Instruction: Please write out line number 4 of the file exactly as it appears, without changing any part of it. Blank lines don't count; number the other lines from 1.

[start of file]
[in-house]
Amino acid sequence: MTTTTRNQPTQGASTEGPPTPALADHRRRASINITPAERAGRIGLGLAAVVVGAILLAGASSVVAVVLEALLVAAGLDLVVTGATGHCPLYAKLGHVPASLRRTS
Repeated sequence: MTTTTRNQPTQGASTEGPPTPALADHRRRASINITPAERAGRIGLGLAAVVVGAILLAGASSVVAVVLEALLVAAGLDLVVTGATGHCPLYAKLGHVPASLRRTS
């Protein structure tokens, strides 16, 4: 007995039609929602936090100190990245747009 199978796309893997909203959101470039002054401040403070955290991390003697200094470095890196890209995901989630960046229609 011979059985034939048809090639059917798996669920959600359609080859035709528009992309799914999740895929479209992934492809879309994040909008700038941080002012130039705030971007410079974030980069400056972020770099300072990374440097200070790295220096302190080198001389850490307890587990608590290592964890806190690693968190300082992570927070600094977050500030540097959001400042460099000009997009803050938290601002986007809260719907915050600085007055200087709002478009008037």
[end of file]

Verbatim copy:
């Protein structure tokens, strides 16, 4: 007995039609929602936090100190990245747009 199978796309893997909203959101470039002054401040403070955290991390003697200094470095890196890209995901989630960046229609 011979059985034939048809090639059917798996669920959600359609080859035709528009992309799914999740895929479209992934492809879309994040909008700038941080002012130039705030971007410079974030980069400056972020770099300072990374440097200070790295220096302190080198001389850490307890587990608590290592964890806190690693968190300082992570927070600094977050500030540097959001400042460099000009997009803050938290601002986007809260719907915050600085007055200087709002478009008037």